The Purpose of Using Birth Control

Although people may choose to use contraception for a variety of reasons, the purpose of birth control remains the same. Contraception allows you to prevent pregnancy. The use of contraception helps you to determine how many children you may want to have as well as the timing of your pregnancies.

woman holding contraceptive solutions
AndreyCherkasov / Getty Images

Since most birth control methods are made for women (with the exception of condoms and a vasectomy), it is very common for women to use contraception based on where they are in their lives.

Pregnancy Prevention

The use of contraception can significantly lower your chances of becoming pregnant. In the United States, about 50% of all pregnancies are not planned. Of these unintended pregnancies, about 42% end in abortion. It is estimated that one-third of American women will have had an abortion by the time they are 45 years old.

Women who do not use any contraception and who are sexually active for one year have an 85% chance of becoming pregnant sometime during that year. Variables such as age and frequency of sex could affect this number.

Choices for Birth Control

But this is a day and age where there are many birth control options available. These options are typically grouped under the following categories:

People choose to use contraception for many reasons. Choosing the birth control method that is right for you is a personal decision and should be an informed one. This means that you should do your research and compare your birth control options before you start to use contraception.

When you choose a method that you comfortable with, you'll be more likely to use it.

Reasons for Using Contraception

There is no "right" reason to use contraception. Even though the purpose of birth control is to prevent pregnancy, many women choose to use contraception because of certain health advantages.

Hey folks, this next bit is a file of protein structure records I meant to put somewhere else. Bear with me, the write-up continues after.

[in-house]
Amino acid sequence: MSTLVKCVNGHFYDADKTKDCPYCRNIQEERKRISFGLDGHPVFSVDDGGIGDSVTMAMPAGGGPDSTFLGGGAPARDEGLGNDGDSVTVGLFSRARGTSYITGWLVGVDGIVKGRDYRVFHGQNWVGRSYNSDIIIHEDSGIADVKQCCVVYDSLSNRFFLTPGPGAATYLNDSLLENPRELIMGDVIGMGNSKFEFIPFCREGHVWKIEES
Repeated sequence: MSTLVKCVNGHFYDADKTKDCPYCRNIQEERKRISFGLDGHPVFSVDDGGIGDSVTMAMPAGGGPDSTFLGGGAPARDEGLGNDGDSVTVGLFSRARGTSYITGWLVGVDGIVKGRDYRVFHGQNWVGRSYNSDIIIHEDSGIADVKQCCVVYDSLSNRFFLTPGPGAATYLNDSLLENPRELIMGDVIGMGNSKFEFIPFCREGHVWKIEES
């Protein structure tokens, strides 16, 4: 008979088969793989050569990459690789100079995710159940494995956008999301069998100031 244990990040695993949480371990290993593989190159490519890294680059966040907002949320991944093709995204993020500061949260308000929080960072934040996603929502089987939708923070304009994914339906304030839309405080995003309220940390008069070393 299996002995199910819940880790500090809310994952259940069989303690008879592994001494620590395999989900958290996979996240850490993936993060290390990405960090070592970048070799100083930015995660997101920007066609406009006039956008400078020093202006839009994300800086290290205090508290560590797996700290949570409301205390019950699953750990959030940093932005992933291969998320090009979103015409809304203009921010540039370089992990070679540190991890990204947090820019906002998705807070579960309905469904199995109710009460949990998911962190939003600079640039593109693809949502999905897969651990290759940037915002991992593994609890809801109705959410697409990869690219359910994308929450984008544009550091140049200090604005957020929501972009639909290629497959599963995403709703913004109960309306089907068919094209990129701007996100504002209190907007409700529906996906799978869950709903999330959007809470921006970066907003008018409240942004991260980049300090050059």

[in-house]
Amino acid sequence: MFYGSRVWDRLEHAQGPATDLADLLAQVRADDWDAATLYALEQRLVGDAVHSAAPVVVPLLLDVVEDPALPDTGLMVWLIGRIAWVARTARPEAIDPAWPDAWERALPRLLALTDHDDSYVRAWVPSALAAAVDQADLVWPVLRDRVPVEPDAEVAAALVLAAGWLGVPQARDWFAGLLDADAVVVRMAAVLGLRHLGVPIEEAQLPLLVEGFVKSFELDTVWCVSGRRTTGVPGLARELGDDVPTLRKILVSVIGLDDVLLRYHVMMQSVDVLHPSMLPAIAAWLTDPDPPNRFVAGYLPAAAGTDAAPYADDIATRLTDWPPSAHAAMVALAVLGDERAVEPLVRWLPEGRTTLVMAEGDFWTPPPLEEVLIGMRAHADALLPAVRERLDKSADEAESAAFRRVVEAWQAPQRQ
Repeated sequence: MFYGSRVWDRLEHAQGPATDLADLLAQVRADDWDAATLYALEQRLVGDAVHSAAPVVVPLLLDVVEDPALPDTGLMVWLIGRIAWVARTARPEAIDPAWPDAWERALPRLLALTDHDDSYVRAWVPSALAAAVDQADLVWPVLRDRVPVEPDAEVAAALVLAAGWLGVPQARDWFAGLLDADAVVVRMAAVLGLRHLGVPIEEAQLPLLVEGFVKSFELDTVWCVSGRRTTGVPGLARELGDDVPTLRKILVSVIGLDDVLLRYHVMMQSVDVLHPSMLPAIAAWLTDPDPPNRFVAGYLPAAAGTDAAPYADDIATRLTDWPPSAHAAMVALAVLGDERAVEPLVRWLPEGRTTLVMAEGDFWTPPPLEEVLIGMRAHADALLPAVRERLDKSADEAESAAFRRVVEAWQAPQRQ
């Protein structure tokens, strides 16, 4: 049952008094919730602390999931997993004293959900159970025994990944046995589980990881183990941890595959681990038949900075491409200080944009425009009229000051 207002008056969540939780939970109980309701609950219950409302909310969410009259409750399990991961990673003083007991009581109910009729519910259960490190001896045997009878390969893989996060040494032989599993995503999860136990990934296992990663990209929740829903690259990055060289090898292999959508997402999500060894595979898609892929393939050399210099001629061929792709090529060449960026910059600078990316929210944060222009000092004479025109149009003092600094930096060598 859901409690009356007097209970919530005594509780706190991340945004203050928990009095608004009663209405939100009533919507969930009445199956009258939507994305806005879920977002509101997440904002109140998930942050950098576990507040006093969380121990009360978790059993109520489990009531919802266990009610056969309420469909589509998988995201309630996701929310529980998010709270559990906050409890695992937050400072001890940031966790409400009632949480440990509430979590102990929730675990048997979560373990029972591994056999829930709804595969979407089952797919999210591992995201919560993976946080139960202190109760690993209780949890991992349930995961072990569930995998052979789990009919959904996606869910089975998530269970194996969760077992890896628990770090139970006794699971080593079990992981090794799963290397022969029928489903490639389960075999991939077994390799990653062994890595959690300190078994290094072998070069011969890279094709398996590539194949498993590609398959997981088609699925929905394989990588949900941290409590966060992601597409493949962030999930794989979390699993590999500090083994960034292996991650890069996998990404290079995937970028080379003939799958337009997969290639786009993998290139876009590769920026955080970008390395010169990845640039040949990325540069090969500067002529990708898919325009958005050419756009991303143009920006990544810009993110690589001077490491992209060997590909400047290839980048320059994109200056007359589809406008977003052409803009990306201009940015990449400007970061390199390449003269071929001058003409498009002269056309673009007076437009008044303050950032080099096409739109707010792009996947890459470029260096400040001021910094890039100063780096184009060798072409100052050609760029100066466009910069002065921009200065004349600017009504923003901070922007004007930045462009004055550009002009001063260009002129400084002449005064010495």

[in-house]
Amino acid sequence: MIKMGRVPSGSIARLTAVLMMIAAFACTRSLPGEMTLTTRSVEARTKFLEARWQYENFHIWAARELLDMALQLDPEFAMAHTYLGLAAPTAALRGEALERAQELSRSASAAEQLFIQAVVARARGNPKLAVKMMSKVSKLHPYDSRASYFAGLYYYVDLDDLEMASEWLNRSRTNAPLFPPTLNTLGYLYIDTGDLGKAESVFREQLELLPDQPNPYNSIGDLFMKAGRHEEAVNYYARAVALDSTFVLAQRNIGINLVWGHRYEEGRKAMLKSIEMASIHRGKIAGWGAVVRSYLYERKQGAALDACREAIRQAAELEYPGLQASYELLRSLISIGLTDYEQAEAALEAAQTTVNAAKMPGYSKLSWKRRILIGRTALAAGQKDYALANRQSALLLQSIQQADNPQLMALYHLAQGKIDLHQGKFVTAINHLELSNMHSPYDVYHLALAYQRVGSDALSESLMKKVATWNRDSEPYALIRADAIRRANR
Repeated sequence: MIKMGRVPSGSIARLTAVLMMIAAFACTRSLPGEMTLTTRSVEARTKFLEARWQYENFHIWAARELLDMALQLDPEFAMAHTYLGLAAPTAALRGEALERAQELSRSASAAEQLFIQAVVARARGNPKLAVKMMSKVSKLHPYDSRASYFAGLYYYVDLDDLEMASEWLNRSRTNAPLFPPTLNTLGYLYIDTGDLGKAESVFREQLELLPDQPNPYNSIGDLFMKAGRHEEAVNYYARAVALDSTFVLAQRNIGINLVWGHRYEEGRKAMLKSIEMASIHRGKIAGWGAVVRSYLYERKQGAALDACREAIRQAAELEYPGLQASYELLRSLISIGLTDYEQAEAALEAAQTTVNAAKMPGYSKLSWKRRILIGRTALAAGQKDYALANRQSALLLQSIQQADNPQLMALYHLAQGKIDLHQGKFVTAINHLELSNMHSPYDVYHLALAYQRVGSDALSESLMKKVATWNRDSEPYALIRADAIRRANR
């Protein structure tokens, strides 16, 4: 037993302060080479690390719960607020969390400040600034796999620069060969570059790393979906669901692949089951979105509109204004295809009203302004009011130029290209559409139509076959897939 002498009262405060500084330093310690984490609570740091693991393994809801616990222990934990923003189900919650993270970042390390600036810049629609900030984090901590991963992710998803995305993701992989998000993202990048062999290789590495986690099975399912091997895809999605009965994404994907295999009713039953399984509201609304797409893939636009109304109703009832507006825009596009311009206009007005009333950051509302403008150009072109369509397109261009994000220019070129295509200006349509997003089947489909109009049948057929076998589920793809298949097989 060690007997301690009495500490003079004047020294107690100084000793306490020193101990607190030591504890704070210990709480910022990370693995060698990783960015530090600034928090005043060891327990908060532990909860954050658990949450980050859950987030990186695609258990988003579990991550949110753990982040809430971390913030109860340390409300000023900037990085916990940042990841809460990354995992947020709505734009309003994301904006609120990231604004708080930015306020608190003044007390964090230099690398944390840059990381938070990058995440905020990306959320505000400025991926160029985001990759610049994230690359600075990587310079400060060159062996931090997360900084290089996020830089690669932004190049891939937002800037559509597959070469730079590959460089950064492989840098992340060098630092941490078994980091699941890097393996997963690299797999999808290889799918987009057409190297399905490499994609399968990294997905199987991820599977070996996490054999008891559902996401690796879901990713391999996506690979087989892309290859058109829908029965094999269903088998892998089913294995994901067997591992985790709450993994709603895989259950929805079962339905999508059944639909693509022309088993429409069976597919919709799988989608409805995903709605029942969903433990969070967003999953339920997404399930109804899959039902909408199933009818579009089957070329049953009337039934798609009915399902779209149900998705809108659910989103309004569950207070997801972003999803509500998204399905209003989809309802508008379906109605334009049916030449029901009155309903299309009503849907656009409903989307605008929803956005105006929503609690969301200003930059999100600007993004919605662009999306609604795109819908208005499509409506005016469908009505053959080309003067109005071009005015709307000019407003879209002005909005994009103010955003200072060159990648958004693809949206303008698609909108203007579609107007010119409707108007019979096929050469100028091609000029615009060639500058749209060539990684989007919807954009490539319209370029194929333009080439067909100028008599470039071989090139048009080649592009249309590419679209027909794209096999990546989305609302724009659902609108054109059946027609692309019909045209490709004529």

For example, some hormonal birth control methods may help regulate your period, reduce acne, and/or lower endometriosis-related pain. Some types of birth control can even lower your risk of contracting a sexually transmitted infection.

That being said, other reasons to use contraception include:

  • You may have decided that you don’t want to have children or would love them, but just not now.
  • You want to have more control over your life.
  • You may choose to use contraception to help space the timing of the births of your children.
  • You may not have a stable partner to help in parenting a child.
  • You feel that, at this time in your life, you are not able to take on the financial responsibilities of having a baby.
  • You may be feeling like your family is complete, so you want to make sure that you don't become pregnant again.
  • You do not feel ready to be a parent or feel that you are too young.
  • You want to focus on caring for the children you already have.
  • For health-related reasons, it may not be safe for you to have a baby.

Think for a moment about your own life. If the purpose of birth control is to prevent you from becoming pregnant, then the use of contraception has far-reaching implications. In fact, using contraception to prevent pregnancy can allow women:

  • To have a career either by being able to get a job or keep one
  • To better financially support themselves and/or their family
  • To stay in school and/or finish their education
  • To take better care of themselves and/or their family
  • To have more stability and control over their lives (by waiting for the best time to become pregnant)

A Word From Verywell

People use contraception for their own, individual reasons—reasons that take into account the purpose of birth control specifically in your life as well as your sexual, moral/religious, reproductive, and financial needs.

If you feel that having a baby right now would get in the way of your goals or is something you are not ready for, then the use of contraception may be very important to you.

You may choose one birth control method over another depending on where you are in your life. For example, you may want a more effective method if you really don't want to become pregnant.

It is very common for women to use contraception so they can put off having children until their lives are more stable, established, and financially secure. The quality of your relationship with your partner (or not having a reliable partner) can also impact your decision to use contraception.

3 Sources
Verywell Health uses only high-quality sources, including peer-reviewed studies, to support the facts within our articles. Read our editorial process to learn more about how we fact-check and keep our content accurate, reliable, and trustworthy.
  1. Guttmacher Institute. Unintended pregnancy in the United States.

  2. AidAccess. How can you prevent a future unwanted pregnancy?

  3. Cooper DB, Adigun R, Mahdy H. Oral contraceptive pills. StatPearls Publishing.

Additional Reading

By Dawn Stacey, PhD, LMHC
Dawn Stacey, PhD, LMHC, is a published author, college professor, and mental health consultant with over 15 years of counseling experience.